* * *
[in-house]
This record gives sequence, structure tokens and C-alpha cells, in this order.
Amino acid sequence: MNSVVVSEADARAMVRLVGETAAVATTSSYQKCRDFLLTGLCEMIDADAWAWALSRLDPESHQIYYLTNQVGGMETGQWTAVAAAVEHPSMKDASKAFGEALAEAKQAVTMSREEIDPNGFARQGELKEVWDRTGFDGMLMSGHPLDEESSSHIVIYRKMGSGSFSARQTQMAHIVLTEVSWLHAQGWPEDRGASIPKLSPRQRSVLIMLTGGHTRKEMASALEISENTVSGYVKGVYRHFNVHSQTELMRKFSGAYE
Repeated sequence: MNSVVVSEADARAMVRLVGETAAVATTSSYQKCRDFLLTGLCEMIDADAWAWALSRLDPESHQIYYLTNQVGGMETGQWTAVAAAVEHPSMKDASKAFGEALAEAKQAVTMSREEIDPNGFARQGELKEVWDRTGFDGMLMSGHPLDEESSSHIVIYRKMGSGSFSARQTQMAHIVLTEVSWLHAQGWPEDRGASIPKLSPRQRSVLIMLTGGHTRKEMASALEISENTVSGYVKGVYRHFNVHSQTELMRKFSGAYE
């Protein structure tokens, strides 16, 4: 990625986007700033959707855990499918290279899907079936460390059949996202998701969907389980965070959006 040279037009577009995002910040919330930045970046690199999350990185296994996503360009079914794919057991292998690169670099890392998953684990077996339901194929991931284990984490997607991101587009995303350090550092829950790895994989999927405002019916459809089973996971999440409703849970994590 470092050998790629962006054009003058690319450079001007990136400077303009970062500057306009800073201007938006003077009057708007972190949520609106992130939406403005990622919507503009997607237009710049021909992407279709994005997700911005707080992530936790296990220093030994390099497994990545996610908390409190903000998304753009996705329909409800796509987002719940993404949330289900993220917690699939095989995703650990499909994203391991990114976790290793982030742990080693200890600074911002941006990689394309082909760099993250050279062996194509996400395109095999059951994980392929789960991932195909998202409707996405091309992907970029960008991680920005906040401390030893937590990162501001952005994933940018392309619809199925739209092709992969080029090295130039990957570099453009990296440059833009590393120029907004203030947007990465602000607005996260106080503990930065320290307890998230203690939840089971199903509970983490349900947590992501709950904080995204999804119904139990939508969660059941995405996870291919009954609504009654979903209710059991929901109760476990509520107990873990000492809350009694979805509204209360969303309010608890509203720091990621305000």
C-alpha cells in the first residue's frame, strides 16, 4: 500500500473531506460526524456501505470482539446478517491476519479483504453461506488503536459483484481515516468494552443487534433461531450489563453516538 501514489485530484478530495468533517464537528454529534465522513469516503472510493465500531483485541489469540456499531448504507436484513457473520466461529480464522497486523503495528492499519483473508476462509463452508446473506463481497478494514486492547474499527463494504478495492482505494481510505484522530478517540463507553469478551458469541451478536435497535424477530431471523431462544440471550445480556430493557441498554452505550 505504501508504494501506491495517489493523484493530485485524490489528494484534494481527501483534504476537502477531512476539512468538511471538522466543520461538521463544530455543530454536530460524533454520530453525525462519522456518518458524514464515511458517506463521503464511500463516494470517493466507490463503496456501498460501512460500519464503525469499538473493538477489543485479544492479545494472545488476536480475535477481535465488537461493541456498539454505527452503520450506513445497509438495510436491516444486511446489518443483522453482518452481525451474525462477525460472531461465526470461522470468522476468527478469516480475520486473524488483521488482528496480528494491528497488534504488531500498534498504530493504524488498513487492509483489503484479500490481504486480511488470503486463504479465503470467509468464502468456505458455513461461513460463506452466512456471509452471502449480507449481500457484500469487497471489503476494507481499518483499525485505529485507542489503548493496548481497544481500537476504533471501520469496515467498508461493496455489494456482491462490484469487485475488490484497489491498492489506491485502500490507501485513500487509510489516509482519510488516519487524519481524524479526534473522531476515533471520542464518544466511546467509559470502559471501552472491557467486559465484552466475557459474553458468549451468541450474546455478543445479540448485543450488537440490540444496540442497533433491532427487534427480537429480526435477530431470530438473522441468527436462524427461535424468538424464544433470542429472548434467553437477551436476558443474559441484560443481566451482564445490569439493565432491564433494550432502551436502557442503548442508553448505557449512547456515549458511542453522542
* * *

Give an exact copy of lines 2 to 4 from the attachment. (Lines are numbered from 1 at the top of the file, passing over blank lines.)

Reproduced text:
This record gives sequence, structure tokens and C-alpha cells, in this order.
Amino acid sequence: MNSVVVSEADARAMVRLVGETAAVATTSSYQKCRDFLLTGLCEMIDADAWAWALSRLDPESHQIYYLTNQVGGMETGQWTAVAAAVEHPSMKDASKAFGEALAEAKQAVTMSREEIDPNGFARQGELKEVWDRTGFDGMLMSGHPLDEESSSHIVIYRKMGSGSFSARQTQMAHIVLTEVSWLHAQGWPEDRGASIPKLSPRQRSVLIMLTGGHTRKEMASALEISENTVSGYVKGVYRHFNVHSQTELMRKFSGAYE
Repeated sequence: MNSVVVSEADARAMVRLVGETAAVATTSSYQKCRDFLLTGLCEMIDADAWAWALSRLDPESHQIYYLTNQVGGMETGQWTAVAAAVEHPSMKDASKAFGEALAEAKQAVTMSREEIDPNGFARQGELKEVWDRTGFDGMLMSGHPLDEESSSHIVIYRKMGSGSFSARQTQMAHIVLTEVSWLHAQGWPEDRGASIPKLSPRQRSVLIMLTGGHTRKEMASALEISENTVSGYVKGVYRHFNVHSQTELMRKFSGAYE